California has had its share of budget cuts in the past year, especially in the realm of education. This affected teachers, schools, after school programs and so much more, but have you ever wondered how it affected the soundtrack to your day?
Daily story author Celine noticed that the street outside her friend’s window had gone silent. Her friend lived next door to a school’s playground and when she could no longer hear the sounds of children’s laughter or the bounce of a dodge ball, Celine wondered if the students had vanished.
Celine, photographer, visual thinker, and self-described geek, cleverly mixes short electronic beats or short snippets with powerful imagery to share her insights on “days in the jungle of history.” While living in San Francisco, Celine has also taken unusual portraits of the city’s characters.
Handpicked: “He didn’t Mean to Die”
In this daily story, author Sara Curtis visits her grandmother at a rest home. Nana Curtis has given up talking on the phone, so Sara asks her to say something into an audio recorder, so she can feel close to her when she’s far away. Her grandmother delivers an unexpectedly powerful message. Sara - a storyteller who lives in San Francisco - tells stories that often have this element of surprise. Sometimes it’s a strange face appearing amid traffic, other times it’s a splash of color on the sidewalk.
Handpicked: “one night stand”
Zach, the author of Sunday’s daily story, writes poems about everyday life on Cowbird. He’s written about waiting at a bus station, listening to music, running in to a one night stand. Without exception, his stories are illustrated with blocks of color like this one.
Zach doesn’t describe himself as a poet. He says he is “a janitor and a noticer.” In his characteristic lowercase, Zach writes: “i am a janitor at a hospital. i enjoy playing racquetball, making crafts, riding my bike, watching movies, traveling, reading, and everything about music. sharing written things freaks me out.” Oops! Well, the Cowbird community has enjoyed Zach’s written things. In fact, an unusual number of poems cropped up on Cowbird in the 24 hours after we chose his story, including this one.
Handpicked: “Emily to the Rescue”
When daily story author Adriana Regalado saw two little eyes peeking out from beneath a pile of leaves, she didn’t think twice before picking them up. In her hand was the hummingbird that would come to be known as Emily.
In this and other stories we circulated today, people bear witness to the powerful appearance of an animal - or animals - in their lives. One woman must save a pot of bees. Another, two feisty baby hedgehogs.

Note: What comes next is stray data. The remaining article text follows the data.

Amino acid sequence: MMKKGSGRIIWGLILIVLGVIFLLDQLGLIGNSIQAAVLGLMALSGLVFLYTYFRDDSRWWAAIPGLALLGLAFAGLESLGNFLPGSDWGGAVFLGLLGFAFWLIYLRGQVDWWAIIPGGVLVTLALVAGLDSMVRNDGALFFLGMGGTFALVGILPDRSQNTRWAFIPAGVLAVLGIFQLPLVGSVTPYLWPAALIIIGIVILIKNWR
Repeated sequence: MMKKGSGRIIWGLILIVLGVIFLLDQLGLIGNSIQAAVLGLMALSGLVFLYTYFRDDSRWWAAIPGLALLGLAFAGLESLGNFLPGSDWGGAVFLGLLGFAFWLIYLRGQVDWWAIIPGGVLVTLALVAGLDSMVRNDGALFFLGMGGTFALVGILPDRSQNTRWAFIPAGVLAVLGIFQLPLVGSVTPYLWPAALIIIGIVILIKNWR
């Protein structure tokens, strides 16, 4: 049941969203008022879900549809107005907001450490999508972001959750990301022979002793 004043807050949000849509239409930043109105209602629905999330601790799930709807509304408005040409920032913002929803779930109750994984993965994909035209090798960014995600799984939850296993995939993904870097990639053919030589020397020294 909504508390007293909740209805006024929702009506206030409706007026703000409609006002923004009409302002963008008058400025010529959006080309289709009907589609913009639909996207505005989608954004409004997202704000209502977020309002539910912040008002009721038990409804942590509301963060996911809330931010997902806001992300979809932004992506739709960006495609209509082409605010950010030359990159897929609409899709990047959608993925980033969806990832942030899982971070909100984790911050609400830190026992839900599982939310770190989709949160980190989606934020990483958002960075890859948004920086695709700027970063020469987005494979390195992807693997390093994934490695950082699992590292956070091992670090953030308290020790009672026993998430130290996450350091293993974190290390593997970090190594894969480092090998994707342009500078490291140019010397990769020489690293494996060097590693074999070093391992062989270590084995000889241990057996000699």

Soon we plan to interview our resident animal expert, Dave Huth, about his playful devotion to the animal kingdom. Check out his awe-inspiring audio collection of animal stories, and send questions for Dave to email@example.com.
Handpicked: “Beer Bottle”
In this daily story, Yen Ha describes a night on the town from the beer bottle’s point of view. Yen has taken the same imaginative approach to writing about more than a dozen objects spotted on the streets of Manhattan. In each case, she takes a photo of the item lying on the ground, usually on the sidewalk, which lends the series a certain visual consistency. I asked Yen about her project:
“I’m an architect so to me this is a very urban project, it’s about the impact we have on the city when we use and unthinkingly discard things and what that means to the life of our cities. Since I started this series, I can’t stop noticing things on the street and thinking about how they got there! Everything has a story and I feel like they are all clamoring to be heard. In a way we thought of it as a public awareness campaign, a way of telling personal stories about inanimate objects to encourage people to notice the effects their actions have on our environment.”
This is working — at least on Cowbird. Yen’s trash series has inspired at least one author to tell the story from the point of view of a discarded item, namely, a little blue pill.
Handpicked: “Mad Men”
On a rainy night in London, Leilani Holmes had an interesting experience: her bus was stopped by a man — who was repeatedly head-butting it. “What made him so senselessly aggressive toward a big red bus I can only surmise,” Leilani writes in today’s daily story.
This was framed as a personal reflection, not reportage, but like most of Leilani’s 99 (!) stories to date, it offered a glimpse at life on the streets of London today. Leilani describes herself as an actor, screenwriter, filmmaker, and teadrinker. She is also a walker and a watcher. Stories like this one - and “A Very Tall Man” and “Barren Days” - are good examples of how text can change the way we see a city scene.